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AMD Ryzen 5900X Upgrade S**T SHOW

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Follow along with the complete s**t show that this Micro ATX B450 Aorus M upgrade to a Ryzen 5900X machine became.
SPOILER: It didn't work.


Even if I upgrade the MB to a B550, there is another potential shite-show with USB ports:

This is, unfortunately, what happens alot with a) cheap motherboards, b) motherboards from Gigabyte, and c) AMD CPU's.  When using combo's like that.  You also tend to be forced to use water cooling to avoid the heatsink/RAM collision issue.

I've personally had problems with EVERY Gigabyte motherboard I've worked with.  The problems range from DOA to continuous power cycling.  They just are not designed to be high quality.  They are really (I think) designed to look good.

4 days ago I bought a new laptop and compared the Intel and AMD CPU's first.  What I figured out is that the AMD laptop processors are now lagging about 4 generations behind thier Intel counterparts for overall processing performance.  They do seem, however, to have nearly caught up in the power management realm.  (I settled on an i5-1035G2.  Nearly twice as fast as the laptop Ryzen 5 CPU.)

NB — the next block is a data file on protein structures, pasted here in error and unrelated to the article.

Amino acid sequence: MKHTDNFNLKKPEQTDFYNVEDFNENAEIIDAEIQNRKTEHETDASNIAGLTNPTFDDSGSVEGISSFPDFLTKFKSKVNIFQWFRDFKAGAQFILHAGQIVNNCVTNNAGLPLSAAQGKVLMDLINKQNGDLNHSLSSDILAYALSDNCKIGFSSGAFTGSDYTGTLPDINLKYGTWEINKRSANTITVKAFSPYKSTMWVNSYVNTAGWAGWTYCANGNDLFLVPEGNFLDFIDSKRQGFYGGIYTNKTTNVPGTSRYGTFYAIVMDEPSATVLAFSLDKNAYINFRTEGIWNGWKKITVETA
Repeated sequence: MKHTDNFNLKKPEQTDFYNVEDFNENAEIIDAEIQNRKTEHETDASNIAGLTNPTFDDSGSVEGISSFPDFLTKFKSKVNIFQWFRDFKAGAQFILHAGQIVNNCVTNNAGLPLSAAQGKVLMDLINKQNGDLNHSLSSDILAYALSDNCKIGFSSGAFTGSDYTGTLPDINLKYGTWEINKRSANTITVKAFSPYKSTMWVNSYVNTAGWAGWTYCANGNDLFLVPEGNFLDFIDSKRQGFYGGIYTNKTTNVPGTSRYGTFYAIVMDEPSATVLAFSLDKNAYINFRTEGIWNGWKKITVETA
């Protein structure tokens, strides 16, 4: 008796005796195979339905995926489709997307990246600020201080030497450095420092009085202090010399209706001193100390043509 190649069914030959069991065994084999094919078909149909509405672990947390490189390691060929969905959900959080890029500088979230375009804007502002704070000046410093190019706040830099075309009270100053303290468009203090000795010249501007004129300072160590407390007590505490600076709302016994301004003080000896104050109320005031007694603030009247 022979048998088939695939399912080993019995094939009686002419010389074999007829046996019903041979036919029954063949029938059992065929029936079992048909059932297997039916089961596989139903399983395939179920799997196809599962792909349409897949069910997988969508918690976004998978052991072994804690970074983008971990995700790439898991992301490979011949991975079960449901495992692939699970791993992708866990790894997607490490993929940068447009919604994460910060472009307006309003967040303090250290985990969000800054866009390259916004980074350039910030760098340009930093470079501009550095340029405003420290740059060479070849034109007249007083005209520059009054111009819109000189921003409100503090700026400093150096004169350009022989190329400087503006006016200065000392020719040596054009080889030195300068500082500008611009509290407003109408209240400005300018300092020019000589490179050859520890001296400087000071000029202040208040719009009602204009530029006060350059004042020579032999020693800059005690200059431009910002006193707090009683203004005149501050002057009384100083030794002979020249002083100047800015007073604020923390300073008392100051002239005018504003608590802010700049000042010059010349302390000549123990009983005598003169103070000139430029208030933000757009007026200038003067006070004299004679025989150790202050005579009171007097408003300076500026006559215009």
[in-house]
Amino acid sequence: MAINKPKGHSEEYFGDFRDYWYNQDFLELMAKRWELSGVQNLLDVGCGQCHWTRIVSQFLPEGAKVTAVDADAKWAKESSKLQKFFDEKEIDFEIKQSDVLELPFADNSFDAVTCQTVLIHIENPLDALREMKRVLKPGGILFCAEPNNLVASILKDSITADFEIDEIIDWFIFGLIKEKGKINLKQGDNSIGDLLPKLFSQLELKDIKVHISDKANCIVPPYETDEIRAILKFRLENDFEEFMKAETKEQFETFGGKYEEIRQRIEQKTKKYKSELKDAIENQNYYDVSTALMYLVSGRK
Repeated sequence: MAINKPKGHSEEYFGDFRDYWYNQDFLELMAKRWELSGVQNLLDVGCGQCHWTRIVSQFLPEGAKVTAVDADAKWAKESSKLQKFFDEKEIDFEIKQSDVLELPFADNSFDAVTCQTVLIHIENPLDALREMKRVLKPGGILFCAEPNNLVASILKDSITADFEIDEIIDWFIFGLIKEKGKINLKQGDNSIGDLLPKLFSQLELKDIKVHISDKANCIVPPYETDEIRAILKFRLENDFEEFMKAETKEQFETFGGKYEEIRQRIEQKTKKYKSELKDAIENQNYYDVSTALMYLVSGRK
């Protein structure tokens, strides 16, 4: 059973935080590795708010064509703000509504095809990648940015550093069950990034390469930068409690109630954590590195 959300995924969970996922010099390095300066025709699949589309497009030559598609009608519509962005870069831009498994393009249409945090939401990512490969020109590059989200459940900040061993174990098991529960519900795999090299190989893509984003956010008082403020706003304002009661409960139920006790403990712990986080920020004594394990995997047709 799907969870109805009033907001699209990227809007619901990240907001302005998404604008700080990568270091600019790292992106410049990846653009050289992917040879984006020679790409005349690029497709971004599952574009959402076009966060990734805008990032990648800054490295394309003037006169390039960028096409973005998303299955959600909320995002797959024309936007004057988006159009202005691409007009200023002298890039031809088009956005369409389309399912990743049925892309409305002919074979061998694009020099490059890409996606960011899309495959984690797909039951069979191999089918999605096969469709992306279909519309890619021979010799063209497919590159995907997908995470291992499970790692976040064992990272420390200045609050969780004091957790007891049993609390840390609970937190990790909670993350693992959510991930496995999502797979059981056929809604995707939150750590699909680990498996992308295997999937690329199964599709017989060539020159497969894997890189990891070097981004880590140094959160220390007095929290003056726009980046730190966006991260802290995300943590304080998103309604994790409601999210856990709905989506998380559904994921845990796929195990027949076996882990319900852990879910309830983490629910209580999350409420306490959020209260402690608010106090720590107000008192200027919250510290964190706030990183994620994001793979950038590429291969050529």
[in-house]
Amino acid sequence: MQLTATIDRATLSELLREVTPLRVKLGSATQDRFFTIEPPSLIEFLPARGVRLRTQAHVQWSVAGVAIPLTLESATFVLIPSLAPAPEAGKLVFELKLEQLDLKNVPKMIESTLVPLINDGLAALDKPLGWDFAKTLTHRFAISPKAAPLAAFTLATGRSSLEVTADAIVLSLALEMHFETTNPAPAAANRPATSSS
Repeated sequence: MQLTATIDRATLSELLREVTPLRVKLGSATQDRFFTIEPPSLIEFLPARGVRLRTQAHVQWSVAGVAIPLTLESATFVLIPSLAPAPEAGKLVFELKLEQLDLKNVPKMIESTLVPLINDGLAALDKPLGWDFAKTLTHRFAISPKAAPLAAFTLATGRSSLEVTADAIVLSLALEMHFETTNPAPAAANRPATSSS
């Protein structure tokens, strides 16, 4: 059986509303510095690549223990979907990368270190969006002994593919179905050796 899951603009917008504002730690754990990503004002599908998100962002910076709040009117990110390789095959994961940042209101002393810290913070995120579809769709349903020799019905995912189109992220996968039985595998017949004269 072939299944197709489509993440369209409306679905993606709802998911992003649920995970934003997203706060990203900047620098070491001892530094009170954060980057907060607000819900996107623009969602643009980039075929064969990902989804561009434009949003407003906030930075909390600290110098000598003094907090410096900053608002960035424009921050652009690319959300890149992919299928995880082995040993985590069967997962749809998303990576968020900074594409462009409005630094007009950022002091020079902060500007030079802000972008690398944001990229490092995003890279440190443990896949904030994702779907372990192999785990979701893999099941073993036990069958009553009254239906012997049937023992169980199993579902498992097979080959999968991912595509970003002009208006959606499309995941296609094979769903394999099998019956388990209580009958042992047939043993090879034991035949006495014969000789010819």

Anyway, with the laptop AMD CPU's being so slow, I would assume that their desktop chips are also lagging.  Remember the FX-series AMD CPU's?  They came out when Intel was transitioning to 4th gen Core, but they performed like a first gen Intel counterpart.  The only time an AMD processor can shine is when it is running software that is specifically optimized for it.  Otherwise everything happens more slowly.

And, no I'm not just trying to trash the AMD brand, I'm just relaying my personal experience with them.

And Gigabyte motherboards:  I say stay away at all costs!  (They were good in the 1990's, though.)


--- Quote from: EEVblog on June 17, 2021, 12:36:55 pm ---Even if I upgrade the MB to a B550, there is another potential shite-show with USB ports:

--- End quote ---

I believe this is now fixed:

ASUS boards (and others) have the ability to update BIOS from USB flash drive without a CPU installed.  This is why.  It's not usually a problem if you buy a new board, they generally push the updated BIOS out into the channel pretty quickly when a new CPU launches, but its a problem if you get a board that has been floating around a while.  That's why AMD has the loaner program, but it kind of sucks to have to borrow a CPU.  I think that if they want to have long-lived sockets (which is great) they should mandate retail motherboards to have flashback support.  Especially since most B450 motherboards actually don't have enough flash to support all supported CPUs at once -- the newer flash version drop support for older chips to make room for the 5000 series.


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